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Paul Alfrey
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Hi all

During our April 2011 Permablitz we started to work on a pond for our permaculture garden. Our objectives were to provide a place of beauty and tranquility, an aquatic habitat for a diverse range of flora and fauna, some food production in way of plants and fish and a water catchment and storage facility. Here you will find a step by step account of our project with plenty of information on ecological pond design, maintenance, planting schemes and how to keep your neighbours happy

For the full version with slideshow and pictures click on the link below

https://sites.google.com/site/permaship1/permaculture-practice/permaculture-pond

Why build a pond ?
A pond can serve multi- functions, examples of which are: a water reservoir, swimming pool, aquaculture site , fish production, provider of beauty, duck rearing, wildlife attraction, biodiversity enhancer , home for beneficial animals such as amphibians, a great provider of biomass for mulch, chicken fodder and even fuel production. It is certainly good to have a clear idea why you personally want to build a pond as this will be crucial for the successful design.

Here are our main objectives:

    * Aquaculture: We want to use the pond to rear some edible plants and fish which we intend to feed ourselves, the dog and the cat with. We also want to grow a large percentage of mulch needed in the garden from within the garden and aquaculture is a great way of achieving this. The ability to grow in the medium of water is far more efficient and productive than any land based efforts. This is primarily because the essential component to growth, water, is always present. Secondly the lack of gravity in the water means that water based life has more energy to expend in growth as opposed to structural support.

    * Biodiversity: A pond designed well can support many varieties of plants and aquatic animals. The water also supports land based mammals, birds and insects where they will frequent the pond for a drink or bath. By supporting a variety of species the ecosystem overall becomes more resilient and less prone to problems. Hence a garden with high biodiversity needs no chemical sprays or fertilization and performs better than gardens that are reliant upon this . This is something which becomes clearer every year we spend in the garden so more biodiversity is always welcome.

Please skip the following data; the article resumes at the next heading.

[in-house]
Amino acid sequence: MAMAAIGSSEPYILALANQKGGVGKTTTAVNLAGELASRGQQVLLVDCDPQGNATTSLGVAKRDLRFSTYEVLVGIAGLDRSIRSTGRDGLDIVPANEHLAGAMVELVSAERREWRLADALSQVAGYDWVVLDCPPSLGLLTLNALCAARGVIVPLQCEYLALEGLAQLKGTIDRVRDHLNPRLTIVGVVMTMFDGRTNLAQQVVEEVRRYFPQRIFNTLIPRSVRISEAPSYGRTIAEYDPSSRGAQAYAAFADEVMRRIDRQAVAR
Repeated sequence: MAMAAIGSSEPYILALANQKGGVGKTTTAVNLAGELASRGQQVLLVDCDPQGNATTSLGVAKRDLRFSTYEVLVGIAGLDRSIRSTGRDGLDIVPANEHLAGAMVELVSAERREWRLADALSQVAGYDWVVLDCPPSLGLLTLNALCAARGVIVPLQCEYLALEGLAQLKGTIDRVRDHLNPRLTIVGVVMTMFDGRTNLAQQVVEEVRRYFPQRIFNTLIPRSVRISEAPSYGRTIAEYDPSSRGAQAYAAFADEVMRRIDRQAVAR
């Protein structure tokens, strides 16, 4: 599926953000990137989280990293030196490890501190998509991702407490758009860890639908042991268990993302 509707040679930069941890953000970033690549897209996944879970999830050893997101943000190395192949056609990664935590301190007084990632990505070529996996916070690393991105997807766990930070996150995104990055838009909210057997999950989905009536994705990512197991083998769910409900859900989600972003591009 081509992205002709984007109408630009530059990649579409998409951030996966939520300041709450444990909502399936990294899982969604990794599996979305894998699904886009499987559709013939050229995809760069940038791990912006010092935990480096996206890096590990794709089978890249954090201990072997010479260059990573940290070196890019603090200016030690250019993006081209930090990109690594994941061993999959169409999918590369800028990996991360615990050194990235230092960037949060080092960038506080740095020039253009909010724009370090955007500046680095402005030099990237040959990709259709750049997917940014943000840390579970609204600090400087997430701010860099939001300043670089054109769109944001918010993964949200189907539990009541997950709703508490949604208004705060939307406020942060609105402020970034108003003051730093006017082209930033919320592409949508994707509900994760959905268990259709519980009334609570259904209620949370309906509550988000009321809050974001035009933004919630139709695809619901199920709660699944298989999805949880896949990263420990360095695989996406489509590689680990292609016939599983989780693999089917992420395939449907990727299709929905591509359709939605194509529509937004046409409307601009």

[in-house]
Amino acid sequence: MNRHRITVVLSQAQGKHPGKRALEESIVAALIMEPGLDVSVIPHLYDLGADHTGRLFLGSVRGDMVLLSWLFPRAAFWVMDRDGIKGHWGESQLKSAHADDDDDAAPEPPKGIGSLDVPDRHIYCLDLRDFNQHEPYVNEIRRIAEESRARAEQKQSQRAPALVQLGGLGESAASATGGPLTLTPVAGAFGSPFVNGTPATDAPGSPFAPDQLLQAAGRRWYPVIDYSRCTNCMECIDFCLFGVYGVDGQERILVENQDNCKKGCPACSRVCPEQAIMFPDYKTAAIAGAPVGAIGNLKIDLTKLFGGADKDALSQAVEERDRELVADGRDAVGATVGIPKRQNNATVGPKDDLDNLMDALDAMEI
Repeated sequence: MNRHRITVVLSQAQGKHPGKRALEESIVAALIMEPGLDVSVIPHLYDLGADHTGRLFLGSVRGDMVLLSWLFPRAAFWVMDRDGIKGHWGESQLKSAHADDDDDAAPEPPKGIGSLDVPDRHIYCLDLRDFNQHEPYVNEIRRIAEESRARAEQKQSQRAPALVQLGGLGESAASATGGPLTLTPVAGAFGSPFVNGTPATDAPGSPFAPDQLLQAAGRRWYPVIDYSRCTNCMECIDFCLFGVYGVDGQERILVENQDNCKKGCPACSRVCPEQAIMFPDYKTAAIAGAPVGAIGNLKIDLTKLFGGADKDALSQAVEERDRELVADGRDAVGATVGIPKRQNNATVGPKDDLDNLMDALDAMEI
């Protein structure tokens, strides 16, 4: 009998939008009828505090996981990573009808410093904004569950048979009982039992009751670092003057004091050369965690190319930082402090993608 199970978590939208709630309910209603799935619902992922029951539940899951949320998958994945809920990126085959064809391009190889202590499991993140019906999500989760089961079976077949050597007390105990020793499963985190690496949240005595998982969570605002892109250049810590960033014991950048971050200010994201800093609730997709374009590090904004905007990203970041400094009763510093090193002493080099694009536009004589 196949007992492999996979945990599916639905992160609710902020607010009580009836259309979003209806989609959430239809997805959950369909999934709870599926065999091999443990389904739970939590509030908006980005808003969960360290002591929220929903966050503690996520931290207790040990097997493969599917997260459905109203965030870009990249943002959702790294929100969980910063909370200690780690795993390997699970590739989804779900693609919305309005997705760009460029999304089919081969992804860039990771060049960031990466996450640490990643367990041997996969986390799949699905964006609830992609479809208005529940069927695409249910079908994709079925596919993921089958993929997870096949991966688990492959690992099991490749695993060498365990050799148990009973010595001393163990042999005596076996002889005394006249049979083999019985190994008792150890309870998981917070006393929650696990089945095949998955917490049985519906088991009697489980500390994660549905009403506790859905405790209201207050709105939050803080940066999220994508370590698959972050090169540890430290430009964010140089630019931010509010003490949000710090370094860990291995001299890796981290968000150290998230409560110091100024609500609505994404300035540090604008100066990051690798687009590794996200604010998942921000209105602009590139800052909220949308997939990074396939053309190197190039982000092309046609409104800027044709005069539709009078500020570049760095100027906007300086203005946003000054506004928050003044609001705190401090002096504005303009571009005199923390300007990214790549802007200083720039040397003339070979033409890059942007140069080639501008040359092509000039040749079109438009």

* Beauty ,Education and Recreation: We love water and so do the kids who love to spend hours watching the pond life intently. The pond will be a place to hang out and chill out and perhaps to dip into in the hot summer months.


A cross section of a ecological pond


How to build a pond ?

There are 3 main things to consider when choosing a site for a pond

    * Topography

Its better to construct ponds in waterlogged areas. This limited depth of digging reduces the construction cost and efforts considerably. However, full consideration should also be given to the possible effects of flood. The low lands are also desirable as this is where a pond would naturally occur, and will collect water passively it will also look better here as it will seem more natural. The surrounding vegetation is also something to bear in mind.a nearby fast growing tree like the willow can puncture clay and concrete membranes. Furthermore, the annual leaf and fruit drop from a tree can cause a loss of oxygen as the aerobic bacteria go to work on them in the water. This process is called eutrophication and can lead to very little diversity in the pond as most other lifeforms are starved from lack of a oxygen consumed by the bacteria. You may recognize this condition by the green blanket weed you see covering some ponds.